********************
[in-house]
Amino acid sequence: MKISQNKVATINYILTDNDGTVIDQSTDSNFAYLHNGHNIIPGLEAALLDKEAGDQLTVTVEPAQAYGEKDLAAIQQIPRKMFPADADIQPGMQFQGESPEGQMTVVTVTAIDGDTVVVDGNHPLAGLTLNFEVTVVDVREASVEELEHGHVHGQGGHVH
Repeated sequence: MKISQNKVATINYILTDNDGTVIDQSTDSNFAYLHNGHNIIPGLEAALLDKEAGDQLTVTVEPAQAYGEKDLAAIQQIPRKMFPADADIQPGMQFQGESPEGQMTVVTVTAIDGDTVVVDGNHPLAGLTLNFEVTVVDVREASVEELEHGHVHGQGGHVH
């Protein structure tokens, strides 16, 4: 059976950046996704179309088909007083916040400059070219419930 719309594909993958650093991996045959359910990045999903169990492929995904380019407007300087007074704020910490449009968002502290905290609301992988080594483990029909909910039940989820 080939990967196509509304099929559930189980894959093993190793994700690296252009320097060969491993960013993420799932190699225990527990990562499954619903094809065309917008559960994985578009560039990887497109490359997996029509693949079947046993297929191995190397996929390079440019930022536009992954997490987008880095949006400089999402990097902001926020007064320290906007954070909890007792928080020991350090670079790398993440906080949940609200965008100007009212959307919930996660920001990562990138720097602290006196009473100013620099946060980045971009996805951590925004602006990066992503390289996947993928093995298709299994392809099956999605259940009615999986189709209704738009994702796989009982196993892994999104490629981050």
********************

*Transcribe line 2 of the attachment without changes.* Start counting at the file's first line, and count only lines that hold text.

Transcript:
Amino acid sequence: MKISQNKVATINYILTDNDGTVIDQSTDSNFAYLHNGHNIIPGLEAALLDKEAGDQLTVTVEPAQAYGEKDLAAIQQIPRKMFPADADIQPGMQFQGESPEGQMTVVTVTAIDGDTVVVDGNHPLAGLTLNFEVTVVDVREASVEELEHGHVHGQGGHVH